Paper on Topic Published in Cancer Gene Therapy
Northeastern University professor Mansoor Amiji and graduate student Sushma Kommareddy have published a new paper that examines the potential of engineered gelatin-based nanoparticles to deliver therapeutic genes to human breast cancer tumors implanted in mice. Their research shows that these nanoparticles – or nanovectors – can serve as a safe and effective gene delivery vehicle to inhibit solid tumor growth. The paper is published in the most recent issue of Cancer Gene Therapy, available at: http://www.nature.com/cgt/index.html.
In the experiment, the nanoparticles were injected into the blood stream, and 15% of the dose found its way into the tumor, where it produced a protein, sFlt-1 or soluble receptor for an angiogenic factor, that cut off blood supply to the tumor.
“Essentially, what this treatment does,” says Amiji, “is make the tumor a factory for its own destruction. The treatment shuts off the blood supply to a tumor – thereby effectively closing down the ‘road’ for oxygen and nutrients to travel to the tumor and for cancerous cells to escape from the tumor and spread throughout the rest of the body.”
In the past, this kind of gene delivery system had been attempted, but with viral vectors, which, although effective, are in many cases toxic to the recipient. Non-viral vectors for gene delivery applications are becoming increasingly popular owing to several advantages, which include lack of toxicity, no upper limit on the plasmid DNA size, and ease of manufacture.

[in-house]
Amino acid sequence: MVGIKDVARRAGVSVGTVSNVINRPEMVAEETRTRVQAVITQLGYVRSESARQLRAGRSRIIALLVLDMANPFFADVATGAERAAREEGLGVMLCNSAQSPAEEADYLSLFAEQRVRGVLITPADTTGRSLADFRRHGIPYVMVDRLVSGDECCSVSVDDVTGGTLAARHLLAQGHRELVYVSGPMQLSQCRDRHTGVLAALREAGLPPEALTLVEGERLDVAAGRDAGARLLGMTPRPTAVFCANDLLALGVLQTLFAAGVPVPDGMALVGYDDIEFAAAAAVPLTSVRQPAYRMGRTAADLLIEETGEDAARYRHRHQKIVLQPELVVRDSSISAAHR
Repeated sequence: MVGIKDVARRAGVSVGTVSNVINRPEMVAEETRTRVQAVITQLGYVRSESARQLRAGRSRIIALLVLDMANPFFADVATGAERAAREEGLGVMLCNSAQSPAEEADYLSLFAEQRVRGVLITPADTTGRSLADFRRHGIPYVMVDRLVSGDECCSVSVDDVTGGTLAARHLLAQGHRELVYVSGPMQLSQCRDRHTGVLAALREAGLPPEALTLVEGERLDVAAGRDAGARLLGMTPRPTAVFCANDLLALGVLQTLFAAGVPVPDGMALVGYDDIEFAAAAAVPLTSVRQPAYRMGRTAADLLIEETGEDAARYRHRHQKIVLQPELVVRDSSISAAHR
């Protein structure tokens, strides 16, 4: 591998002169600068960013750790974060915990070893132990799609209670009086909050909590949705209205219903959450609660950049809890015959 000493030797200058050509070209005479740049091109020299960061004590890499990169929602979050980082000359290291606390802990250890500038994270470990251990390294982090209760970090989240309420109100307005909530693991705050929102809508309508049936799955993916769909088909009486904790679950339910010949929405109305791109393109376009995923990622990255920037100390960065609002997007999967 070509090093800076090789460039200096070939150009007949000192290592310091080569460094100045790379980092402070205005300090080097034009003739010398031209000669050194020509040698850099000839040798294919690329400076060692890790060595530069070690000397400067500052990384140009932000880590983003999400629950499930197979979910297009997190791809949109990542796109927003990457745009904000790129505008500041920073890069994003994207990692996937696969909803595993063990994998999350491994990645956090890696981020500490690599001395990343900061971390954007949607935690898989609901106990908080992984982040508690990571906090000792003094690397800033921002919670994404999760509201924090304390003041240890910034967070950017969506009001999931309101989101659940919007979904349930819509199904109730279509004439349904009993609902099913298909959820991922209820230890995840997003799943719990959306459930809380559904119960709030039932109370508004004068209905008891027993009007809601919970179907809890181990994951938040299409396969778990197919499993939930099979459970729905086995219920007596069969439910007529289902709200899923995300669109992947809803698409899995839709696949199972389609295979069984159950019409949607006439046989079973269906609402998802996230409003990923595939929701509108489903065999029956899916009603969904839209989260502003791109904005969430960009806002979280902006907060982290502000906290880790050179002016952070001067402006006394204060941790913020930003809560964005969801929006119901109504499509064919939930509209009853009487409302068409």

“Non-viral gene therapy has tremendous promise when it comes to treating and curing diseases,” says Amiji, “because you avoid the issues of toxicity that arise any time you introduce a viral element into the human body.”
The researchers chose to work with gelatin in making the nanoparticles because it has a long history of safe use in the human body. In order to enhance the intracellular delivery potential of the gelatin, Northeastern researchers synthesized thiolated gelatin by covalent modification of the epsilon-amino groups of gelatin with 2-iminothiolane. Nanoparticles were then prepared with thiolated gelatin using a mild solvent exchange method that has been optimized in Northeastern laboratories.
In this study, the surface of both gelatin and thiolated gelatin nanoparticles was modified by reacting with methoxy-poly(ethylene glycol) (PEG)-succinimidyl glutarate to prolong in vivo circulation time – enabling the medication to stay in the body for up to 15 hours, a significant increase from just three hours with unmodified nanoparticles. PEG modification also enhanced tumor uptake and retention of the nanoparticles after administration.
Amiji notes that they are seeing positive results in pre-clinical studies and hope to begin clinical trials in the near future.
“We believe there are applications for this system of drug delivery in other diseases besides just cancer,” said Amiji. “From heart disease and diabetes to glaucoma and macular degeneration, this is a versatile platform solution that could prove successful in a variety of applications.”
“When I look at all of the drugs that are in clinical trials and some of the horrible side affects that patients must endure, all I can think is: We can do better – we must do better,” says Amiji.
This study was supported by a grant from the National Cancer Institute of the National Institutes of Health (NIH).
For more information, please contact Laura Shea at 617–373-5427 or firstname.lastname@example.org.